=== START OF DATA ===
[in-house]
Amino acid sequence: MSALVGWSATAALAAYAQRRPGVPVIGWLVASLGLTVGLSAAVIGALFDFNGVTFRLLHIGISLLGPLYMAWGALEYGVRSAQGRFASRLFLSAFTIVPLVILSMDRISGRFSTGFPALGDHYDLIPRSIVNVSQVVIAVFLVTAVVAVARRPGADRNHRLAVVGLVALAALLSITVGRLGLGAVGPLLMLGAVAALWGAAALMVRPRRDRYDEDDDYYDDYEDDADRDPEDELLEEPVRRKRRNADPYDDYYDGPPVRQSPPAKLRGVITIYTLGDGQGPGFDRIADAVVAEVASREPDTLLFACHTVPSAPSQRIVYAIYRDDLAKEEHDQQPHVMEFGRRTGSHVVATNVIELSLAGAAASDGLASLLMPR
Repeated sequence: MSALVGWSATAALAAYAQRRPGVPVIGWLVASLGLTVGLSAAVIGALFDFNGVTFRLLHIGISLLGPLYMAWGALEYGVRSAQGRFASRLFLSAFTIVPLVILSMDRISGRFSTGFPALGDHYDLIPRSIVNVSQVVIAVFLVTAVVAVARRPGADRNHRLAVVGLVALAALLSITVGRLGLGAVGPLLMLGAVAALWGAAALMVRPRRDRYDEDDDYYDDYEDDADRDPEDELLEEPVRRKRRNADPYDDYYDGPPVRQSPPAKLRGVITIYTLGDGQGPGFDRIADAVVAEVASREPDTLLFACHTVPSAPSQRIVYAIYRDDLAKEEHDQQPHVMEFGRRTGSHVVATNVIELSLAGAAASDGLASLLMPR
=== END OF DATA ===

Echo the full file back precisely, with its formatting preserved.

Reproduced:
[in-house]
Amino acid sequence: MSALVGWSATAALAAYAQRRPGVPVIGWLVASLGLTVGLSAAVIGALFDFNGVTFRLLHIGISLLGPLYMAWGALEYGVRSAQGRFASRLFLSAFTIVPLVILSMDRISGRFSTGFPALGDHYDLIPRSIVNVSQVVIAVFLVTAVVAVARRPGADRNHRLAVVGLVALAALLSITVGRLGLGAVGPLLMLGAVAALWGAAALMVRPRRDRYDEDDDYYDDYEDDADRDPEDELLEEPVRRKRRNADPYDDYYDGPPVRQSPPAKLRGVITIYTLGDGQGPGFDRIADAVVAEVASREPDTLLFACHTVPSAPSQRIVYAIYRDDLAKEEHDQQPHVMEFGRRTGSHVVATNVIELSLAGAAASDGLASLLMPR
Repeated sequence: MSALVGWSATAALAAYAQRRPGVPVIGWLVASLGLTVGLSAAVIGALFDFNGVTFRLLHIGISLLGPLYMAWGALEYGVRSAQGRFASRLFLSAFTIVPLVILSMDRISGRFSTGFPALGDHYDLIPRSIVNVSQVVIAVFLVTAVVAVARRPGADRNHRLAVVGLVALAALLSITVGRLGLGAVGPLLMLGAVAALWGAAALMVRPRRDRYDEDDDYYDDYEDDADRDPEDELLEEPVRRKRRNADPYDDYYDGPPVRQSPPAKLRGVITIYTLGDGQGPGFDRIADAVVAEVASREPDTLLFACHTVPSAPSQRIVYAIYRDDLAKEEHDQQPHVMEFGRRTGSHVVATNVIELSLAGAAASDGLASLLMPR